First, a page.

For people who suffer from panic attacks or general anxiety public speaking anxiety is a major source of worry weeks or even months before the speaking event is to occur.
It is often observed that many people’s top ranking fear is not death but having to speak in public. The joke is that these people would rather be lying in the casket at the funeral than giving the eulogy.
These speaking engagements do not necessarily have to be the
traditional “on a podium” events but can be as simple as an office meeting
where the individual is expected to express an opinion or give verbal feedback. The fear of public speaking anxiety and panic attacks in this case centers on having an
attack while speaking. The individual fears being incapacitated by the anxiety
and hence unable to complete what he or she is saying. The person imagines fleeing
the spotlight and having to make all kinds of excuses later for their
undignified departure out the office window…
This differs slightly from the majority of people who fear public speaking because their fear tends to revolve around going blank while speaking or feeling uncomfortable under the spotlight of their peers. The jitters or nerves of speaking in public are of course a problem for this group as well, but they are unfamiliar with that debilitating threat which is the panic attack, as they most likely have not experienced one before.
I am going to show you exactly how to do this, although I know that right now if you suffer from public speaking and panic attacks you may find it difficult to believe you can ever overcome it.
My first point is this and it is important. The average healthy person can experience an extreme array of anxiety and very uncomfortable sensations while giving a speech and is in no danger of ever losing control, or even appearing slightly anxious to the audience. No matter how tough it gets, you will always finish your piece, even if at the outset it feels very uncomfortable to go on. You will not become incapacitated in any way.
The real breakthrough if you suffer from public speaking anxiety and panic attacks happens when you fully believe that you are not in danger and that the sensations will pass.
Using this new approach is a powerful ally because it means it is okay to feel scared and feel the anxiety when speaking - that is fine; you are going to feel it and move with and through the sensations in your body and out the other side.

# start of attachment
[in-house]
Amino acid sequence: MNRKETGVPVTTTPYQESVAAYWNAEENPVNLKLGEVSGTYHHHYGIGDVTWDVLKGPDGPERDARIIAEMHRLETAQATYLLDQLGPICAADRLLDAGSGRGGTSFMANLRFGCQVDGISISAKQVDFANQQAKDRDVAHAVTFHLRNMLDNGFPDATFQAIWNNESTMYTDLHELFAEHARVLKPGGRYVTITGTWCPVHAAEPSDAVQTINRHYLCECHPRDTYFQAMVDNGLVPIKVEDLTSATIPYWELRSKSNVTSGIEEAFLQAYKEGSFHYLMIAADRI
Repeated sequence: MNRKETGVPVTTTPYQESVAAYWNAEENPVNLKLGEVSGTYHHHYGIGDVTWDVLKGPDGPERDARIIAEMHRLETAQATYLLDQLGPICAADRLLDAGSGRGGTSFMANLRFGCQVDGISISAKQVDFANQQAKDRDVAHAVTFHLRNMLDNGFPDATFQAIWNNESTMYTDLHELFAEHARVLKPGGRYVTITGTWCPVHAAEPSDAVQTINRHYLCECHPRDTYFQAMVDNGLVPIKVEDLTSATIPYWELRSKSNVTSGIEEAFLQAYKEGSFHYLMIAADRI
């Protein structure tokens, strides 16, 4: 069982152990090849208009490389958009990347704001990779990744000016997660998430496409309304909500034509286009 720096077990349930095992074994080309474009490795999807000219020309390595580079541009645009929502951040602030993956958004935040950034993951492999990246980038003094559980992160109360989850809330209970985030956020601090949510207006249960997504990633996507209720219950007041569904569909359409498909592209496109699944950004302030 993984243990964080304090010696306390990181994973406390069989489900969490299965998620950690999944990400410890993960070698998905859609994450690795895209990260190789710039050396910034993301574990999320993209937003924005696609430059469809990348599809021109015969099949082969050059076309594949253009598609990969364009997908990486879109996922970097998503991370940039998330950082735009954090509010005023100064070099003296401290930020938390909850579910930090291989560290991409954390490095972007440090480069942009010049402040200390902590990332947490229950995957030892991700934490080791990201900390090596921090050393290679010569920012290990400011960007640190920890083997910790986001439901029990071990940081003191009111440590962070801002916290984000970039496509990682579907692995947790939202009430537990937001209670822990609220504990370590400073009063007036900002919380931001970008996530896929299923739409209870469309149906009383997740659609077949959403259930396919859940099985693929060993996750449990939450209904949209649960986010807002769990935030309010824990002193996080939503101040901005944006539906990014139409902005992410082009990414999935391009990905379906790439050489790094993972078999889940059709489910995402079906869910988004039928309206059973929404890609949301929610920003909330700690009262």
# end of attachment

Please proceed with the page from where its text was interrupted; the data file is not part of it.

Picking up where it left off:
Because someone is feeling very anxious, often before the talk has begun, that person may feel they have already let themselves down. Now, you can relax on that point. It is perfectly natural to feel the anxiety. Take for example the worst of the sensations you have ever experienced in this situation—be it general unease to loss of breath. You will have an initial automatic reaction that says:
The key to controlling your fear of public speaking anxiety is that
In this way you turn the anxiety to your advantage by using it to deliver a speech where you come across more alive, energetic and in the present moment. When you notice the anxiety drop as it does when you willingly move into it, fire a quick thought off when you get a momentary break (as I am sure you have between pieces), asking it for “more.” You want more of its intense feelings as you are interested in them and are absolutely not threatened by them.
It seems like a lot of things to be thinking about while talking to a group of people, but it is not really. You’d be amazed how many different non-related thoughts you can have while speaking.
This approach is about adopting a new attitude of confidence to what you might have deemed a serious threat up until now. This tactic will truly help you with fear of public speaking and panic attacks you have associated with them.
If your predominant fear of the speaking engagement is driven by a feeling of being trapped, then I would suggest factoring in some mental releases that can be prepared before the event. For example, some meetings/speeches allow for you to turn the attention back to the room to get feedback etc. from the group.
If possible, you might want to prepare such opportunities in your own mind before the engagements. This is not to say you have to ever use them, but people in this situation often remark that just having small opportunities where attention can be diverted for the briefest of moments can make the task seem less daunting.
It may even be something as simple as having people introduce themselves or opening the floor to questions. I realize these diversions are not always possible and depend on the situation, but anything you can factor in that makes you feel less trapped or under the spotlight is worth the effort and can help alleviate fear of public speaking and panic attacks.
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This article is copywritten material by Barry McDonagh, an
international panic disorder coach.
His informative site on all issues related to panic and anxiety attacks can be found here